These maps from 2010 show the availability of grocery store locations and also the percentage of people who had a car to get there. The topic of food availability is already an interesting conversation.. is there enough food? Is there enough food, but it just isn’t distributed evenly? Why is healthy food more expense then unhealthy? Why has food become more of a business then of a way to survive? Take a look at these maps, because they bring another problem into the mix! Transportation and accessibility.
The information for the maps was collected from the USDA Food Environment Atlas and the maps were created by Meharry Medical College.
Healthmap.com is a great site to quickly and easily see health alerts and information around you. When you go on the site, you can let the site access your location and immediately health alerts pop up. The picture below shows 89 alerts around central NJ this past week. Click on the data points to view more information about the disease and the location.
Stay alert & stay healthy! Thanks healthmap.com for the information. Go to healthmap.com to see more.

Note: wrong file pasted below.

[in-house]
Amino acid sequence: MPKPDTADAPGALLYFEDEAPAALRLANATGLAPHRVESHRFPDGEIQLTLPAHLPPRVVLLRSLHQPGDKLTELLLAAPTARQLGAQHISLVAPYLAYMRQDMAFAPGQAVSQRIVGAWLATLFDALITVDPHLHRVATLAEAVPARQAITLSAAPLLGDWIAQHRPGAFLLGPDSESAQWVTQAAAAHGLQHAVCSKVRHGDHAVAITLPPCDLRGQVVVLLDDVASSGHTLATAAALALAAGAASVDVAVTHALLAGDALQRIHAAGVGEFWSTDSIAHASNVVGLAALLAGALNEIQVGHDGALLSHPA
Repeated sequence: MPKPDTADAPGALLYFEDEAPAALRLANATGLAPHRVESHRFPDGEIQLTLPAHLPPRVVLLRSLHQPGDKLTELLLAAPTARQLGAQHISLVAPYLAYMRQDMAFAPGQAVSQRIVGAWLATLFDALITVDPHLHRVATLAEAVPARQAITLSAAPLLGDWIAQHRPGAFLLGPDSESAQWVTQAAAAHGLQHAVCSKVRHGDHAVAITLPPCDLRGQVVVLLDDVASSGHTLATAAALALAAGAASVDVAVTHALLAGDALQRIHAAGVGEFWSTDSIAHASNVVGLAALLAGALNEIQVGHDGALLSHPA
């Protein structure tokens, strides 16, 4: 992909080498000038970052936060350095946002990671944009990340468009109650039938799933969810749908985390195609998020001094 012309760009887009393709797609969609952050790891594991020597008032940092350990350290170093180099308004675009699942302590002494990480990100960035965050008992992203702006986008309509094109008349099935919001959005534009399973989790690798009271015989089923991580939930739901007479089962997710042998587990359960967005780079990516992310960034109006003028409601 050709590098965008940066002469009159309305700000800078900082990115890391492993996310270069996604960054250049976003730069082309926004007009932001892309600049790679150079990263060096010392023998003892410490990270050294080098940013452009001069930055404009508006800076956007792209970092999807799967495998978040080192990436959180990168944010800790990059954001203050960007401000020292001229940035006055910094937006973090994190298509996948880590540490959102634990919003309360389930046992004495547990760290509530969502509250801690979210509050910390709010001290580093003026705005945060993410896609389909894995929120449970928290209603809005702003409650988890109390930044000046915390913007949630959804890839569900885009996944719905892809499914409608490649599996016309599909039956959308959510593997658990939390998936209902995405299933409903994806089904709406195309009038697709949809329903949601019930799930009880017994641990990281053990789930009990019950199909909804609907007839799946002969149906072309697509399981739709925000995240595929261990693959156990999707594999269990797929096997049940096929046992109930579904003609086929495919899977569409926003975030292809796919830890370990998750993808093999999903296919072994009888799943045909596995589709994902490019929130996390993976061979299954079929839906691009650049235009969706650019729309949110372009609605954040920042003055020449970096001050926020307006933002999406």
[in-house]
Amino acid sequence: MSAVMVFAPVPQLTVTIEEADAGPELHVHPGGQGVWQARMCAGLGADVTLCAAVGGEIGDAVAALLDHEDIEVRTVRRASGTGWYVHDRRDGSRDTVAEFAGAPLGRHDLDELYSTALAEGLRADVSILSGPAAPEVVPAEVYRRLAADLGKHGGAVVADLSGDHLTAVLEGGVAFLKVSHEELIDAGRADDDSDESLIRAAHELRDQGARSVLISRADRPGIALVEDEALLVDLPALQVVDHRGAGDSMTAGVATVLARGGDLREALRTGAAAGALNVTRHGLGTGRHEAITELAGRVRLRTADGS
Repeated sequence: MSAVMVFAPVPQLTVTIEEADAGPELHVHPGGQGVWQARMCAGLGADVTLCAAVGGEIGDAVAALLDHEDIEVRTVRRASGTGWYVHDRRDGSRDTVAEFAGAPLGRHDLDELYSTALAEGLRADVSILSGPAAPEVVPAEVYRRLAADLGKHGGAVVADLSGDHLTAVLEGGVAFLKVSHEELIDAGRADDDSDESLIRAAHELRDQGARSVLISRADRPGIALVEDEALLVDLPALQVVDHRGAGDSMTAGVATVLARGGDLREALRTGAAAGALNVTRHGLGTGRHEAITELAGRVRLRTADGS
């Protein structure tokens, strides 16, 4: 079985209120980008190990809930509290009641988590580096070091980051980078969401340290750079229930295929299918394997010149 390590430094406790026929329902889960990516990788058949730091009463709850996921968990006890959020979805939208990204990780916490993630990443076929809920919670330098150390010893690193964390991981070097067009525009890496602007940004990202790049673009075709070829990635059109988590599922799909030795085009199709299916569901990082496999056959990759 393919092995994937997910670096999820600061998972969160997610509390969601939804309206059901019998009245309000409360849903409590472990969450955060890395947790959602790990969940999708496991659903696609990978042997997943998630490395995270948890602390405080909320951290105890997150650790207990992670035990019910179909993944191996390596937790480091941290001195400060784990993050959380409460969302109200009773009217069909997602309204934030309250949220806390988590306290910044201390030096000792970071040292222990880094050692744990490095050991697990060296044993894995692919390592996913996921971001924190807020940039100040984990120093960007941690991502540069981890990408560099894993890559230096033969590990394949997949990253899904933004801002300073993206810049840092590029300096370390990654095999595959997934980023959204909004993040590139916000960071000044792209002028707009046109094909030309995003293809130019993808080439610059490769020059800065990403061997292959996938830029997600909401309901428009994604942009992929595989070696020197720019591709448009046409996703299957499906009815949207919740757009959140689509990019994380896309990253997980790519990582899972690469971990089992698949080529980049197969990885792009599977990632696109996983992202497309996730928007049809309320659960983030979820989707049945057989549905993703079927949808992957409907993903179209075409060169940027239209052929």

Take a look at this announcement from the EPA about the EJSCREEN Webinar-
After a year of public engagement and collecting feedback from stakeholders, EPA is announcing the release of the latest version of EJSCREEN, the agency’s environmental justice screening and mapping tool. The new EJSCREEN has an abundance of new features – all of which were requested by the public – including (to list a few):
- The inclusion of the National Air Toxic Assessment environmental indicators for cancer risk, respiratory, and diesel PM
- Scalable maps, that summarize data at the Census block group, tract, or county-level
- The ability to save sessions and print maps from the home screen
- A feature that allows you to look at two maps, side-by-side
- The addition of Puerto Rico
The EPA will be hosting three webinars to engage with EJ stakeholders on questions about the new data and design of EJSCREEN as well as a discussion of how EJSCREEN is being used. These webinars will include a basic overview of the tool, and will not be technical in nature. Please register for the event via the EventBrite page.
EJSCREEN webinar dates:
- June 28(2 pm EST)
- June 30(4 pm EST)
- July 11(3 pm EST)
Register at: https://2016-ejscreen-rollout.eventbrite.com
all information for this post from the EPA
We took CDC respiratory risk data from the Centers for Disease Control and mapped respiratory risk across the country at the county level. Red shows the highest risk areas with blue showing the lowest. Want to see how your county rates? Check out our map below!
Take a look at this interesting map we made on Mappler in collaboration with Planning Communities! The map is full of GIS layers that you can toggle to show various information such as crime, food, recreation, transit, and URISA health data in DC. The picture below shows URISA data marking sidewalks, intersections, homeless locations, and garbage. Visit the map to view all the data ! nj.mapplerx.com/map/urisahealth